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Rough Cuts | A museum out of the Bajada Power Plant?

Last week we had the opportunity to be in Bajada, specifically at the vicinity of the old power plant of Davao Light and Power Co.
We could not help but be in some kind of a nostalgic stupor when we saw the buildings of the plant in a compound along J.P. Laurel National Highway. For who would not when we had been a frequent visitor to the place when we worked with the Aboitiz-owned power distribution company for 20 years.

We know that when the power generation industry was taken over by the government in the early seventies the power plant in Bajada already became just a “stand-by” facility to be run only to compensate for whatever power requirement of Davao City that could not be supplied by the government’s National Power Corp. (Napocor) hydro-electric plants in Lanao del Sur and in Bukidnon.

The Bajada Power plant had seen through and ably responded to many serious power crises that happened during a span of four decades that the generation of electricity was centralized by the government.

It had been run in its full capacity of over 50 megawatt during the long dry spells of 1981 and the El Nino years in the 90s.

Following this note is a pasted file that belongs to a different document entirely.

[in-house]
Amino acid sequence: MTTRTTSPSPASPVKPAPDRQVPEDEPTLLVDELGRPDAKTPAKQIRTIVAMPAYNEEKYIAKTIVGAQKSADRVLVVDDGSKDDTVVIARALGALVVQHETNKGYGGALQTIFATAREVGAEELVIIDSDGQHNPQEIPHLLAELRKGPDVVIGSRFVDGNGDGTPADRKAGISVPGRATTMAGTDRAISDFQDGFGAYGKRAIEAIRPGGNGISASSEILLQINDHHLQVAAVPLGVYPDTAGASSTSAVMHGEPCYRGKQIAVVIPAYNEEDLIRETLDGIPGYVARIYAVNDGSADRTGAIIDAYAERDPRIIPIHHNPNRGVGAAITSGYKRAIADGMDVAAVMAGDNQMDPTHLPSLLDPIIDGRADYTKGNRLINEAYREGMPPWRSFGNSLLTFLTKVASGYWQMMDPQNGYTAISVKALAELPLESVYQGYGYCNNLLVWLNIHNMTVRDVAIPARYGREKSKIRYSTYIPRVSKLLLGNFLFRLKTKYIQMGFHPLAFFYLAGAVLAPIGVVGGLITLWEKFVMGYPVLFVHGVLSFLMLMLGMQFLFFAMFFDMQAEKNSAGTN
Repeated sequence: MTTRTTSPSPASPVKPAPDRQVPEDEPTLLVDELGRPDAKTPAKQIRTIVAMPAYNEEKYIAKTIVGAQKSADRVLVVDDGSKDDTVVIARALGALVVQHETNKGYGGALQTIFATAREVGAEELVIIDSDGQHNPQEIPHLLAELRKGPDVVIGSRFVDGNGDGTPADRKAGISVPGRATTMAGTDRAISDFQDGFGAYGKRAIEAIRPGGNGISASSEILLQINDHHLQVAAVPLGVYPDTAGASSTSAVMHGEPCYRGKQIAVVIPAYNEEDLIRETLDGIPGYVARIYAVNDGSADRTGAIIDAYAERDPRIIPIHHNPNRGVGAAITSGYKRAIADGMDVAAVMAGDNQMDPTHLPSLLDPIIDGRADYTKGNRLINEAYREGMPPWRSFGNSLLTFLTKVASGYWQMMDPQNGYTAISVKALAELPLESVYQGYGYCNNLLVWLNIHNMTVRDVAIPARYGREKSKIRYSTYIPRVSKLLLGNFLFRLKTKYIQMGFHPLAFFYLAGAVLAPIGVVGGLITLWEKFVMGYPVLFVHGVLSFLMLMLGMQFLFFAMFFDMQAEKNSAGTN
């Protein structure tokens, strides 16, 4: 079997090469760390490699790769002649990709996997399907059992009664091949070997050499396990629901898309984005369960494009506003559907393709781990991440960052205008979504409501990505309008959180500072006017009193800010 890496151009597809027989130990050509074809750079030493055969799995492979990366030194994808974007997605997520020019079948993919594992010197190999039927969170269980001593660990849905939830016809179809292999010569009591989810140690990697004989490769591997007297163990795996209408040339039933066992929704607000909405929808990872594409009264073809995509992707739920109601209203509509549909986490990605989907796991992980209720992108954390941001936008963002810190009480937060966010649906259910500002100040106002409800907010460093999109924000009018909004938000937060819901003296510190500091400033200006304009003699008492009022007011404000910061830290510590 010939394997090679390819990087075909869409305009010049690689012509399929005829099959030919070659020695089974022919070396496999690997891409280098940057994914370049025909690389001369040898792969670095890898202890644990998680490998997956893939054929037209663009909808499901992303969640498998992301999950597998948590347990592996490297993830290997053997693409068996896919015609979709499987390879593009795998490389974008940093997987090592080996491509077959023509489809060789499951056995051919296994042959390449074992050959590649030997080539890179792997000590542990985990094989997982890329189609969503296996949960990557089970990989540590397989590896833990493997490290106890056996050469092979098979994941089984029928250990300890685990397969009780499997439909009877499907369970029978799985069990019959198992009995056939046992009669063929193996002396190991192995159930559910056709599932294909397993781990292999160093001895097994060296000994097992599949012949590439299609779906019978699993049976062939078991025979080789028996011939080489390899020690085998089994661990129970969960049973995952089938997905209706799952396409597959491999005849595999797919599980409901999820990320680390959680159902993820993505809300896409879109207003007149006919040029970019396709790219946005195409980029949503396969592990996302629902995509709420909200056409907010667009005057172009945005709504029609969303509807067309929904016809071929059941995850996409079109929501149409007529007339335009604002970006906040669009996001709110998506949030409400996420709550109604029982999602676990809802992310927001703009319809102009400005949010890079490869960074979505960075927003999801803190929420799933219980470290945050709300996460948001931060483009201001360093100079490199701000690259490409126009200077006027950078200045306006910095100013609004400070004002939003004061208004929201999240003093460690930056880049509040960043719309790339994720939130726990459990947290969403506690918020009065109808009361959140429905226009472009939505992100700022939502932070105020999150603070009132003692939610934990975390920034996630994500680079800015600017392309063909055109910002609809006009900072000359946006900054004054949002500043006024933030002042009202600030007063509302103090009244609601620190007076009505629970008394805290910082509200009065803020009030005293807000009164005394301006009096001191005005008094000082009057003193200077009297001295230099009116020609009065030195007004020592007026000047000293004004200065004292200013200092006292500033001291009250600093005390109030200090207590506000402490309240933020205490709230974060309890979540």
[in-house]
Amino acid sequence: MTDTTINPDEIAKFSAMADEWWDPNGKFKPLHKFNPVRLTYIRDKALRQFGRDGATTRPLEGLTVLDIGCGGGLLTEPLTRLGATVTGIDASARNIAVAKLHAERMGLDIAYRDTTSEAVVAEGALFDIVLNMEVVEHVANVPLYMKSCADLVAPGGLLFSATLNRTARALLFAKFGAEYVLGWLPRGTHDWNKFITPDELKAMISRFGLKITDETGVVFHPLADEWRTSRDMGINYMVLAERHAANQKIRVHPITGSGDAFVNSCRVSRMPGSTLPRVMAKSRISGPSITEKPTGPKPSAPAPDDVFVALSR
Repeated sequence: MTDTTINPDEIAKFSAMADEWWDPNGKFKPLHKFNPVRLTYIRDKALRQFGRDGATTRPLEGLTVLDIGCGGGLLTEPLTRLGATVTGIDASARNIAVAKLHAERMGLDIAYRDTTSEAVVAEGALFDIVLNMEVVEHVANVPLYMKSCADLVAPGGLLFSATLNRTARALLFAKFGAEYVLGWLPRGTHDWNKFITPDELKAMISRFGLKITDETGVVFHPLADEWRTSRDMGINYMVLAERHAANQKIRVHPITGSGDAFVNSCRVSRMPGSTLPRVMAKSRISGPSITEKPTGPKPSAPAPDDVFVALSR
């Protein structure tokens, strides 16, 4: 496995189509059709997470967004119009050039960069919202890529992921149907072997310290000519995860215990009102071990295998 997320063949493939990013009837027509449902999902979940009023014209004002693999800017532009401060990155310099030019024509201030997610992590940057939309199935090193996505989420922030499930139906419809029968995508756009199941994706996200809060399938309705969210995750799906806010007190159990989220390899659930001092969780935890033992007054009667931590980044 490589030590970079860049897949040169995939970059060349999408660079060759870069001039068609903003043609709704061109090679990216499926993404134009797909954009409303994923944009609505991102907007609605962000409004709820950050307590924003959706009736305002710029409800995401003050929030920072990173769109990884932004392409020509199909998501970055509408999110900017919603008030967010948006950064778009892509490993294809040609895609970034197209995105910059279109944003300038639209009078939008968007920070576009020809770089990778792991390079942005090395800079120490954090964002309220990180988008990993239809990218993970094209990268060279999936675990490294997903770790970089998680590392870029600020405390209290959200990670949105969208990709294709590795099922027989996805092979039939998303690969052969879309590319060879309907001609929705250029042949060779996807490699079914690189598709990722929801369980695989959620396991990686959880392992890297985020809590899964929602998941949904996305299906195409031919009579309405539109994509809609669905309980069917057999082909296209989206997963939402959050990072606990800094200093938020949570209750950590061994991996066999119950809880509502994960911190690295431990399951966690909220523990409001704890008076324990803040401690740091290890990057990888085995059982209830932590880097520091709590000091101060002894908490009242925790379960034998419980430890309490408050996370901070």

Before those decades however, the Bajada Power Plant was a steadfast partner of Davao City’s march to progress. The first of its 14 generating engines was inherited by Davao Light when it took over the power generation and distribution in the city from the former franchise holder, the American-owned company, P.A. Franks, Inc. in 1947.

From then on the plant saw through the city’s economy evolved into various stages. It supplied electricity as Davao struggled on its feet from war destruction to slowly become a commercial center. The next two decades saw logging and wood processing industry became the core of the economy in Davao City and in nearby Panabo, Carmen and Sto. Tomas in Davao del Norte. The latter three towns became part of Davao Light’s franchise area. The Bajada Power Plant was not just simply the source of electricity. It was a partner in the areas’ development strides.

So, when government took over power generation responsibility all over the country, many businessmen with lesser degree of foresight could have immediately mothballed the plant. But the management of Davao Light might have seen it through the glass of uncertainty that there might be need to maintain the plant for possible glitches in the government’s power production units. And indeed there were several such instances of power shortages brought about either by nature’s wrath, or man’s errors in decision-making that in the process affected the government plants’ generating capacity.

Thus, in all those years of power generation centralization there were electricity shortages that rendered some provinces and cities in Mindanao without power as long as 8 to12 hours daily. Luckily for Davao City and the rest of the Davao Light franchise area, they the stand-by Bajada Power Plant that compensates a substantial portion of the shortage in the franchise’s allocation during the energy crisis in Mindanao. Hence, the longest that any single area in the franchise that experienced a rotating service interruption was three hours the most.